It was so quiet— even the roosters were strangely subdued — that I could hear the ocean crashing on the reef, miles away and some 800 feet below, when Koko and I went out walking this morning. Though sunrise wasn’t far away — in clock time, anyway — our way was lit by Venus and a white moon on the fat side of half.
Rain clouds stretched like black spider webs across the eastern sky, waiting to capture the dawn, but that didn’t discourage the birds, which woke and added their vibrant songs to the crickets’ rich symphony.
While lengthy court proceedings often serve to discourage citizens who don’t have the same deep pockets as wealthy landowners, North Shore residents Caren Diamond and Beau Blair, aided by the pro bono services of attorney Harold Bronstein, refused to give up in a landmark shoreline dispute that dates all the way back to 2005 and finally saw some resolution this month.
I wrote about the case last year for Honolulu Weekly:.
A decision by Circuit Court Judge Kathleen Watanabe has invalidated the state’s current approach to determining the public shoreline.
In an order signed April 6, Watanabe found the state had improperly relied upon cultivated vegetation and current, rather than historical, wave wash data when setting the shoreline for a North Shore Kauai lot now owned by Craig Dobbin.
The decision stemmed from a long-standing dispute over the Wainiha lot’s certified shoreline, which is used to determine how far a house will be set back from the beach.
In signing the order, Watanabe struck down a certification based on a shoreline boundary that the state itself had rejected five years ago.
Watanabe further affirmed that intentionally cultivating vegetation for the purpose of creating an artificial line undermines the intent of state law, which is to give the public as much use of the beach as is reasonably possible.
The judge’s decision also undermines the state’s standard practice of using a “single-year snapshot,” or current conditions only, to set the shoreline. Watanabe found that interpretation of the law to be “arbitrary, capricious and/or characterized by an abuse of discretion” because it “conflicts with and/or contradicts the purpose and intent” of the state shoreline statute.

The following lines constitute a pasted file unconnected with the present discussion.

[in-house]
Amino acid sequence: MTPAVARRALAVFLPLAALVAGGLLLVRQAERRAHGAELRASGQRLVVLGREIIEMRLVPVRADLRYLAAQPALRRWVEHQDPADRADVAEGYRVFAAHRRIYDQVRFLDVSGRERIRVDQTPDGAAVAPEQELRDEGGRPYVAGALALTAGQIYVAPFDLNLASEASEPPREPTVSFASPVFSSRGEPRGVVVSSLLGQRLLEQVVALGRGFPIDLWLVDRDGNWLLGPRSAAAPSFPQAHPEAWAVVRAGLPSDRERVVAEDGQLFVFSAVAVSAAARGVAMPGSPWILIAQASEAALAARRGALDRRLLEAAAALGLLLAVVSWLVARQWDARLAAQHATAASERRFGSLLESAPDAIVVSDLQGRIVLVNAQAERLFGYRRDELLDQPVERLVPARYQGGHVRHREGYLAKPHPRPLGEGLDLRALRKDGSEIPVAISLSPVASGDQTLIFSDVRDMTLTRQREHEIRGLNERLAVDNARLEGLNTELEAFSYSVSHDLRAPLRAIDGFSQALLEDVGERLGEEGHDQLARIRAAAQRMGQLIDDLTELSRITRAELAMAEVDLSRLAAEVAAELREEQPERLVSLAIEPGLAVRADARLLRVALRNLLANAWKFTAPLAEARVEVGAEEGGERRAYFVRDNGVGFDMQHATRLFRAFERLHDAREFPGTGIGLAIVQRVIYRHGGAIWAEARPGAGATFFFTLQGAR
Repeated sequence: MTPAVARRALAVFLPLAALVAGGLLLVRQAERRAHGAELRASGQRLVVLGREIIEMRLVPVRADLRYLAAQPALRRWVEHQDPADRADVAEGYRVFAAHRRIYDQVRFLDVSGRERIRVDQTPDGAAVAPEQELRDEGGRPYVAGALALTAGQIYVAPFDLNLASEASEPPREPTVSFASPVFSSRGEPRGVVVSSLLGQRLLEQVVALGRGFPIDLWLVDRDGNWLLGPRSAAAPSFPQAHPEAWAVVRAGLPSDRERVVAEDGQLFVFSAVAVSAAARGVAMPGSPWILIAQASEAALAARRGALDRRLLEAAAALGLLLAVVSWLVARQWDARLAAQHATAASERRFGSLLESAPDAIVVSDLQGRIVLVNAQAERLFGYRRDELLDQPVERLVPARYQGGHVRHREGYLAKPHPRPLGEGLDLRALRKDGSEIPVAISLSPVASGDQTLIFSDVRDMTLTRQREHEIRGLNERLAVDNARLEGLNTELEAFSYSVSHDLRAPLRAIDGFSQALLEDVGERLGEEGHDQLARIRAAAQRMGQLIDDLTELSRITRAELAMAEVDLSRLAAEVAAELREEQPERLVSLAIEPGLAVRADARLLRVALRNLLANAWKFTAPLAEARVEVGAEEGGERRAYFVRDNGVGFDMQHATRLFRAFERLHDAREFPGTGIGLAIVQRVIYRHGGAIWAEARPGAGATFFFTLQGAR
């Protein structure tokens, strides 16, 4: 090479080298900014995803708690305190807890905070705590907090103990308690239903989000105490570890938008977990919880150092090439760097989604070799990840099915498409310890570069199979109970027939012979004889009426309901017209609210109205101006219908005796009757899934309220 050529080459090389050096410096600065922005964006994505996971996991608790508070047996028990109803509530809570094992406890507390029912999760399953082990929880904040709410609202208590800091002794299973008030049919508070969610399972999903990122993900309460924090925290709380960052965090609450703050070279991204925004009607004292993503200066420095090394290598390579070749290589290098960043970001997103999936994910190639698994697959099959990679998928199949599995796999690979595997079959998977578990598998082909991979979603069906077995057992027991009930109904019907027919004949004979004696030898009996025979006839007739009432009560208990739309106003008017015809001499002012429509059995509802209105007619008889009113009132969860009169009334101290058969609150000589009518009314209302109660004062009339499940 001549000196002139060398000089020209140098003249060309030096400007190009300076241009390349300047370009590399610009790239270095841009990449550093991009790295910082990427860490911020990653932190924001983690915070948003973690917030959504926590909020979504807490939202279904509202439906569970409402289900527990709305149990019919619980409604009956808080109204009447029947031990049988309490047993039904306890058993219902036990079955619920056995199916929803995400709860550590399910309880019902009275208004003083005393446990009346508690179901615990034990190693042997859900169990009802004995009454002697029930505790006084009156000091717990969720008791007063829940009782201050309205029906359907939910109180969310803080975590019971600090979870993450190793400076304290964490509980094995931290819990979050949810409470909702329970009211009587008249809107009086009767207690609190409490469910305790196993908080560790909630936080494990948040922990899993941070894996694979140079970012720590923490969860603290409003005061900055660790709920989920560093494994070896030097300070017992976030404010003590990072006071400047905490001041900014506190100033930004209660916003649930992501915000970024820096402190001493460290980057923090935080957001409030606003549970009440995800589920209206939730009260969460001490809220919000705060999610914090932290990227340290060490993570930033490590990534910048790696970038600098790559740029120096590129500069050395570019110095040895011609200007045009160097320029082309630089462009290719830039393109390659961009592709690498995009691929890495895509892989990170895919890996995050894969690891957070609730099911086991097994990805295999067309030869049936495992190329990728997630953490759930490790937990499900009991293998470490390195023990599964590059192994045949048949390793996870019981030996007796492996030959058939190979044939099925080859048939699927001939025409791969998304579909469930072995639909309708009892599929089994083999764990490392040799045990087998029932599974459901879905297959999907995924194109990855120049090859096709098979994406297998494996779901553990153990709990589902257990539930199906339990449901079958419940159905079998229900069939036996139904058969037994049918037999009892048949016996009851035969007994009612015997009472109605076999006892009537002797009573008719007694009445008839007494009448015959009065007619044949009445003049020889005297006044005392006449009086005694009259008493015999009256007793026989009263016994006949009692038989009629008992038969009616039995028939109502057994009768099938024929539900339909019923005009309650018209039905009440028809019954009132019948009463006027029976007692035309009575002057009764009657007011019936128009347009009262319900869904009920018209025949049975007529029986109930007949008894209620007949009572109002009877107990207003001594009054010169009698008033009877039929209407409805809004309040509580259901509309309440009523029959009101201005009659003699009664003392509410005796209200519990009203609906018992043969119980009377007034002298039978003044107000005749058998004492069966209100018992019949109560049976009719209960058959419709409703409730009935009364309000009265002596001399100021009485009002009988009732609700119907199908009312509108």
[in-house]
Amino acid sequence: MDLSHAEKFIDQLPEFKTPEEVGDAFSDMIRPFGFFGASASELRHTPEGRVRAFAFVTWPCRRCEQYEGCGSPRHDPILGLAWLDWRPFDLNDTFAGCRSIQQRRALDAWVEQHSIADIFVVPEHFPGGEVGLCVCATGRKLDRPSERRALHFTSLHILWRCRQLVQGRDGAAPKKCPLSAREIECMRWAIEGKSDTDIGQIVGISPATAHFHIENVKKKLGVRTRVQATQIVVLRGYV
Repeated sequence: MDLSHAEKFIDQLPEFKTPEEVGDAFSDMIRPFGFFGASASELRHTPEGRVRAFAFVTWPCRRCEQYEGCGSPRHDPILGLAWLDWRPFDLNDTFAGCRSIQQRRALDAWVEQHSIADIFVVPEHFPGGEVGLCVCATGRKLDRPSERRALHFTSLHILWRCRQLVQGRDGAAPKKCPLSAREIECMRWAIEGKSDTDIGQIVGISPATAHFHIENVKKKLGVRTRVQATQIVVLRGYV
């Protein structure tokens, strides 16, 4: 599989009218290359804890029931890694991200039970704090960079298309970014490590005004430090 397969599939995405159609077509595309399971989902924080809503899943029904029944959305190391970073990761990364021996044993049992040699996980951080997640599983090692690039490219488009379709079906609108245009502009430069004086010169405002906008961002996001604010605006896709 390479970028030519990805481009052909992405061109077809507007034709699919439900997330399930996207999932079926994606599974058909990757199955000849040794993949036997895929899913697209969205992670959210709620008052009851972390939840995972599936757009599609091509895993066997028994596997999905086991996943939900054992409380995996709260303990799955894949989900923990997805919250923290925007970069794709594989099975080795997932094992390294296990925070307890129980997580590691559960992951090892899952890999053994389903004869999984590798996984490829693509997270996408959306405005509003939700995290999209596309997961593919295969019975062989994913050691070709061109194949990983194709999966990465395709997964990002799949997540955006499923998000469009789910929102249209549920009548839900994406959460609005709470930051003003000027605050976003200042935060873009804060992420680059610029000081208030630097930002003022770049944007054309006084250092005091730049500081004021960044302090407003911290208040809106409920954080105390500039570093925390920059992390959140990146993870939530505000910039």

“The judge said, in effect, your decision is wrong and you have to go back and do it the right way,” Bronstein said. “She’s also saying, interpret the law correctly.”
But as I noted on this blog last May, the state — or more specifically, former DLNR head Laura Thielen — went ahead and again certified the exact same shoreline that Watanabe had overturned.
So Harold went back to court and in a Decision and Order filed on Feb. 16, 2011, Watanabe not only vacated that certified shoreline, she went ahead and set the new one herself, some 20 feet mauka.
Aurai Kathleen! Way to go, grrrrl!
Still, it’s pretty discouraging to think the state is playing those kinds of games with the public shoreline, not to mention taxpayer dollars.
And even more discouraging to think of where we’d be without those rare, civic-minded attorneys like Harold.
So I’ll offer this little note of encouragement to land use attorneys Max Graham and Walton Hong: it’s never too late to come into the light.
And finally, while certain county officials are up in arms over the prospect of — gasp! —making it a bit easier for persons with prescriptions to obtain marijuana, it turns out that the big pharmaceutical companies — surprise! — are the real scourge. As The New York Times reported:
For decades, antipsychotic drugs were a niche product. Today, they’re the top-selling class of pharmaceuticals in America, generating annual revenue of about $14.6 billion and surpassing sales of even blockbusters like heart-protective statins.
Today, more than a half-million youths take antipsychotic drugs, and fully one-quarter of nursing-home residents have used them.
The industry continues to market antipsychotics aggressively, leading analysts to question how drugs approved by the Food and Drug Administration for about 1 percent of the population have become the pharmaceutical industry’s biggest sellers — despite recent crackdowns.
Some say the answer to that question isn’t complicated.
“It’s the money,” says Dr. Jerome L. Avorn, a Harvard medical professor and researcher. “When you’re selling $1 billion a year or more of a drug, it’s very tempting for a company to just ignore the traffic ticket and keep speeding.”
Every major company selling the drugs — Bristol-Myers Squibb, Eli Lilly, Pfizer, AstraZeneca and Johnson & Johnson — has either settled recent government cases for hundreds of millions of dollars or is currently under investigation for possible health care fraud.
It's kind of discouraging to think our elected officials, and zealots from the CA's office like Justin Kollar, are wasting their time and our money fighting marijuana while the legal bad guys are laughing — and thumbing their noses — all the way to the bank.